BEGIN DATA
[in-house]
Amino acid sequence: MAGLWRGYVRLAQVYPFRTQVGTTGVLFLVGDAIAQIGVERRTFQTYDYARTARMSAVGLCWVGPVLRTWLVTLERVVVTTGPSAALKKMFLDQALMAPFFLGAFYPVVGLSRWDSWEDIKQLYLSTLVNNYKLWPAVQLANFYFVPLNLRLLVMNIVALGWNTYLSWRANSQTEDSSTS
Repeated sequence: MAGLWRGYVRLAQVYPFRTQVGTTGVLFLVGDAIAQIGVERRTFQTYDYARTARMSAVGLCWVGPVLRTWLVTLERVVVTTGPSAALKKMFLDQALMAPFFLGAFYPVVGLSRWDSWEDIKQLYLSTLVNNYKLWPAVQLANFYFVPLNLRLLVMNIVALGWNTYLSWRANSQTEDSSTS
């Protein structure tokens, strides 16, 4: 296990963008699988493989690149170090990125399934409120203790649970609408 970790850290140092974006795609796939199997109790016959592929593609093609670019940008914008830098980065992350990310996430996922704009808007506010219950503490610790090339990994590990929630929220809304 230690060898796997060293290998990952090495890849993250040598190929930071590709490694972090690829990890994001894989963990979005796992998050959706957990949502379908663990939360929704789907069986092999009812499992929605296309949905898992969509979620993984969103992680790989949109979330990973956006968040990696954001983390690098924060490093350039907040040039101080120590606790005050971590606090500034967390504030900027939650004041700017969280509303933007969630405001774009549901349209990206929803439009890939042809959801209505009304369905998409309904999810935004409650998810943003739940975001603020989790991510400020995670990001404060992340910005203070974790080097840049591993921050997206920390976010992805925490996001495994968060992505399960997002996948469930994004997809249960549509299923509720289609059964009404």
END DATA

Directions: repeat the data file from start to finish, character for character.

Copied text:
[in-house]
Amino acid sequence: MAGLWRGYVRLAQVYPFRTQVGTTGVLFLVGDAIAQIGVERRTFQTYDYARTARMSAVGLCWVGPVLRTWLVTLERVVVTTGPSAALKKMFLDQALMAPFFLGAFYPVVGLSRWDSWEDIKQLYLSTLVNNYKLWPAVQLANFYFVPLNLRLLVMNIVALGWNTYLSWRANSQTEDSSTS
Repeated sequence: MAGLWRGYVRLAQVYPFRTQVGTTGVLFLVGDAIAQIGVERRTFQTYDYARTARMSAVGLCWVGPVLRTWLVTLERVVVTTGPSAALKKMFLDQALMAPFFLGAFYPVVGLSRWDSWEDIKQLYLSTLVNNYKLWPAVQLANFYFVPLNLRLLVMNIVALGWNTYLSWRANSQTEDSSTS
């Protein structure tokens, strides 16, 4: 296990963008699988493989690149170090990125399934409120203790649970609408 970790850290140092974006795609796939199997109790016959592929593609093609670019940008914008830098980065992350990310996430996922704009808007506010219950503490610790090339990994590990929630929220809304 230690060898796997060293290998990952090495890849993250040598190929930071590709490694972090690829990890994001894989963990979005796992998050959706957990949502379908663990939360929704789907069986092999009812499992929605296309949905898992969509979620993984969103992680790989949109979330990973956006968040990696954001983390690098924060490093350039907040040039101080120590606790005050971590606090500034967390504030900027939650004041700017969280509303933007969630405001774009549901349209990206929803439009890939042809959801209505009304369905998409309904999810935004409650998810943003739940975001603020989790991510400020995670990001404060992340910005203070974790080097840049591993921050997206920390976010992805925490996001495994968060992505399960997002996948469930994004997809249960549509299923509720289609059964009404």